There is also no way for Facebook Page operators to switch off (or otherwise block) wider processing of their Page followers by Facebook. Even if they don’t make use of any of the analytics features Facebook provides to Page operators.

The processing still happens.

This is because Facebook operates a take-it-or-leave it ‘data maximizing’ model — to feed its ad-targeting engines.

But it’s an approach that could backfire if it ends up permanently reducing the quality of the information available on its network because there’s a mass migration of key services off its platform. Such as, for example, every government agency in the EU deleted its Facebook Page.

A related blog post on the BfDi’s website also holds out the hope that “data protection-compliant social networks” might develop in the Facebook compliance vacuum.

Certainly there could be a competitive opportunity for alternative platforms that seek to sell services based on respecting users’ rights.

The German Federal Ministry of Health’s verified Facebook Page (Screengrab: TechCrunch/Natasha Lomas)

Discussing the BfDis intervention, Luca Tosoni, a research fellow at the University of Oslo’s Norwegian Research Center for Computers and Law, told TechCrunch: “This development is strictly connected to recent CJEU case law on joint controllership. In particular, it takes into account the Wirtschaftsakademie ruling, which found that the administrator of a Facebook page should be considered a joint controller with Facebook in respect of processing the personal data of the visitors of the page.

“This does not mean that the page administrator and Facebook share equal responsibility for all stages of the data processing activities linked to the use of the Facebook page. However, they must have an agreement in place with a clear allocation of roles and responsibilities. According to the German Federal Commissioner for Data Protection and Freedom of Information, Facebook’s current data protection ‘Addendum’ would not seem to be sufficient to meet the latter requirement.”

“It is worth noting that, in its Fashion ID ruling, the CJEU has taken the view that the GDPR’s obligations for joint controllers are commensurate with those data processing stages in which they actually exercise control,” Tosoni added. “This means that the data protection obligations a Facebook page administrator would normally tend to be quite limited.”

Warnings for other social media services

This particular compliance issue affects Facebook in Germany — and potentially any other EU market. But other social media services may face similar problems too.

For example, Kelber’s letter flags an ongoing audit of Instagram, TikTok and Clubhouse — warning of “deficits” in the level of data protection they offer too.

He goes on to recommend that agencies avoid using the three apps on business devices.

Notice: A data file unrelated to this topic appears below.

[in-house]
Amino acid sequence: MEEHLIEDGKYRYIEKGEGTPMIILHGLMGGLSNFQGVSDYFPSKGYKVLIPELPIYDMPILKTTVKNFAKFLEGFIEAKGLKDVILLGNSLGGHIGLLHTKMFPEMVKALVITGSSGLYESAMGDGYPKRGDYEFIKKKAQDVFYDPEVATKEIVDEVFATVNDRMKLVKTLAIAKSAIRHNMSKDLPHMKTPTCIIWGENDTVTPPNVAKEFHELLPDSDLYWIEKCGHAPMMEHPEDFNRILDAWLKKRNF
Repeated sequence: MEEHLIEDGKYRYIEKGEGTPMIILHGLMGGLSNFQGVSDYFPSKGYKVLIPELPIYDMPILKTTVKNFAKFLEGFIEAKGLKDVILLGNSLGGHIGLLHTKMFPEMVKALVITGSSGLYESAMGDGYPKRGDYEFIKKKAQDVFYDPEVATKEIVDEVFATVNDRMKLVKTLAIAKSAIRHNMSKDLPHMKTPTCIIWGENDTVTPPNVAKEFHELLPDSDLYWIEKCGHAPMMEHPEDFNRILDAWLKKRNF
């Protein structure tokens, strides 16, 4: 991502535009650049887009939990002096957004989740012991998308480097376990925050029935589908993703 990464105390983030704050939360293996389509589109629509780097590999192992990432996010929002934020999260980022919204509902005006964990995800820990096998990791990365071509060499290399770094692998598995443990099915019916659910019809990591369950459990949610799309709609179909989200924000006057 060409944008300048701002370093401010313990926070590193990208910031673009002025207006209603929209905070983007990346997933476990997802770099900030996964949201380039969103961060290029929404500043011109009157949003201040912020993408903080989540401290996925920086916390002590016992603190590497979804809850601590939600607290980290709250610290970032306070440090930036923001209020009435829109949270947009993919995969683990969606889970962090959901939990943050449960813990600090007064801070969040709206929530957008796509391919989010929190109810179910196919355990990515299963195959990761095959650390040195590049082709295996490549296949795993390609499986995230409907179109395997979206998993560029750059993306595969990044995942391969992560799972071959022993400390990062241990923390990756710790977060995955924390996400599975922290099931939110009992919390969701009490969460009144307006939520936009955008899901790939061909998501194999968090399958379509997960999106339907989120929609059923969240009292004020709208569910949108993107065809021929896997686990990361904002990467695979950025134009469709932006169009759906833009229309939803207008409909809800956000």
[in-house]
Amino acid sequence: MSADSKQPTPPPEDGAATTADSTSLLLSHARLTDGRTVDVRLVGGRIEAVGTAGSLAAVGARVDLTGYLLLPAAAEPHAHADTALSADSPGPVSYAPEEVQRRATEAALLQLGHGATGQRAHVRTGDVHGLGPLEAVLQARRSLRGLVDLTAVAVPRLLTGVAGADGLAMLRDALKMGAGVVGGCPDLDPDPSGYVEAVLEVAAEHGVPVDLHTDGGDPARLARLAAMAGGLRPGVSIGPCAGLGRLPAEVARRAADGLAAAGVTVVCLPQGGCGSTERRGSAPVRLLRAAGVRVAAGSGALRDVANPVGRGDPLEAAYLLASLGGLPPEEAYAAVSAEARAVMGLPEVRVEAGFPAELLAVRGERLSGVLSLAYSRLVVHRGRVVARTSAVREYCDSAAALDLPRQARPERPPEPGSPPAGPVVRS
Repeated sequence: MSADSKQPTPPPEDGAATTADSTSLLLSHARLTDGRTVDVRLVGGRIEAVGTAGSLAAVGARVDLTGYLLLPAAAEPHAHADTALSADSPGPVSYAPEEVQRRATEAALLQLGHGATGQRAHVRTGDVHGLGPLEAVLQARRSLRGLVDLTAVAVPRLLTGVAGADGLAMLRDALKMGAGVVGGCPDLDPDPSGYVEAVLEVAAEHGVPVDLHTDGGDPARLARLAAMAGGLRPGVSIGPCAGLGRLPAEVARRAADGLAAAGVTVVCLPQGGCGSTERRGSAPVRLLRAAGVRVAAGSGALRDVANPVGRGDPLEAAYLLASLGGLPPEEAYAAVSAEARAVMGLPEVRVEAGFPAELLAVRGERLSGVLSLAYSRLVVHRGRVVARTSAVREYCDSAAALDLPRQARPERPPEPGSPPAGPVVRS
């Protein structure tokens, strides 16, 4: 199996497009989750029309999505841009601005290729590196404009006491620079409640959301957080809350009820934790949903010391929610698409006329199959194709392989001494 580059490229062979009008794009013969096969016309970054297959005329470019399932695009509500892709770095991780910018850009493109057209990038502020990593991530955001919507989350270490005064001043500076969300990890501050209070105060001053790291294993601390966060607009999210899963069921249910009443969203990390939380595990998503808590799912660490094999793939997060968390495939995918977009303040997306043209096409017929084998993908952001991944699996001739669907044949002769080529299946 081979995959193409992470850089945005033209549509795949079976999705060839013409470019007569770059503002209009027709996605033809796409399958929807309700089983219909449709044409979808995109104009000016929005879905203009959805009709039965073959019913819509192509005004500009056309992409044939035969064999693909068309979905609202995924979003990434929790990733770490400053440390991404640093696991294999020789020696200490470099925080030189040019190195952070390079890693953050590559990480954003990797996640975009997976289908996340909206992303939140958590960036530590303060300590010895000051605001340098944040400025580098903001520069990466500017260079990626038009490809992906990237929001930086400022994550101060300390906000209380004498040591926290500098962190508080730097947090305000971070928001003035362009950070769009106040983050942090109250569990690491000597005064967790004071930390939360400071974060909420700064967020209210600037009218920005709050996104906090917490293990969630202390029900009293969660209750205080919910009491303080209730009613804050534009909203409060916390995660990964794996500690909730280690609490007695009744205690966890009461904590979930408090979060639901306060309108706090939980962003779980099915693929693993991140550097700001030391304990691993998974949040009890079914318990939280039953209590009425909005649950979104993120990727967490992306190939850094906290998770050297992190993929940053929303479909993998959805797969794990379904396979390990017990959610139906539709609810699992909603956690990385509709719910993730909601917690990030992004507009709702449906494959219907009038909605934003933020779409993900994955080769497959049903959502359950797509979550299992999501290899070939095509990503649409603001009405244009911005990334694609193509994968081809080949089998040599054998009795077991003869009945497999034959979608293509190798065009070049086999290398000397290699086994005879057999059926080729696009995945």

In an earlier, 2019 assessment of government bodies’ use of social media services, the BfDi suggested usage of Twitter could — by contrast — be compliant with data protection rules. At least if privacy settings were fully enabled and analytics disabled, for example.

At the time the BfDi also warned that Facebook-owned Instagram faced similar compliance problems to Facebook, being subject to the same “abusive” approach to consent he said was taken by the whole group.

Reached for comment on Kelber’s latest recommendations to government agencies, Facebook did not engage with our specific questions — sending us this generic statement instead:

“At the end of 2019, we updated the Page Insights addendum and clarified the responsibilities of Facebook and Page administrators, for which we took questions regarding transparency of data processing into account. It is important to us that also federal agencies can use Facebook Pages to communicate with people on our platform in a privacy-compliant manner.”

An additional complication for Facebook has arisen in the wake of the legal uncertainty following last summer’s Schrems II ruling by the CJEU.

Europe’s top court invalidated the EU-US Privacy Shield arrangement, which had allowed companies to self-certify an adequate level of data protection, removing the easiest route for transferring EU users’ personal data over to the US. And while the court did not outlaw international transfers of EU users’ personal data altogether it made it clear that data protection agencies must intervene and suspend data flows if they suspect information is being moved to a place, and in in such a way, that it’s put at risk.

Following Schrems II, transfers to the US are clearly problematic where the data is being processed by a US company that’s subject to FISA 702, as is the case with Facebook.

Indeed, Facebook’s EU-to-US data transfers were the original target of the complainant in the Schrems II case (by the eponymous Max Schrems). And a decision remains pending on whether the tech giant’s lead EU data supervisor will follow through on a preliminary order last year to it should suspend its EU data flows — due in the coming months.

Even ahead of that long-anticipated reckoning in Ireland, other EU DPAs are now stepping in to take action — and Kelber’s letter references the Schrems II ruling as another issue of concern.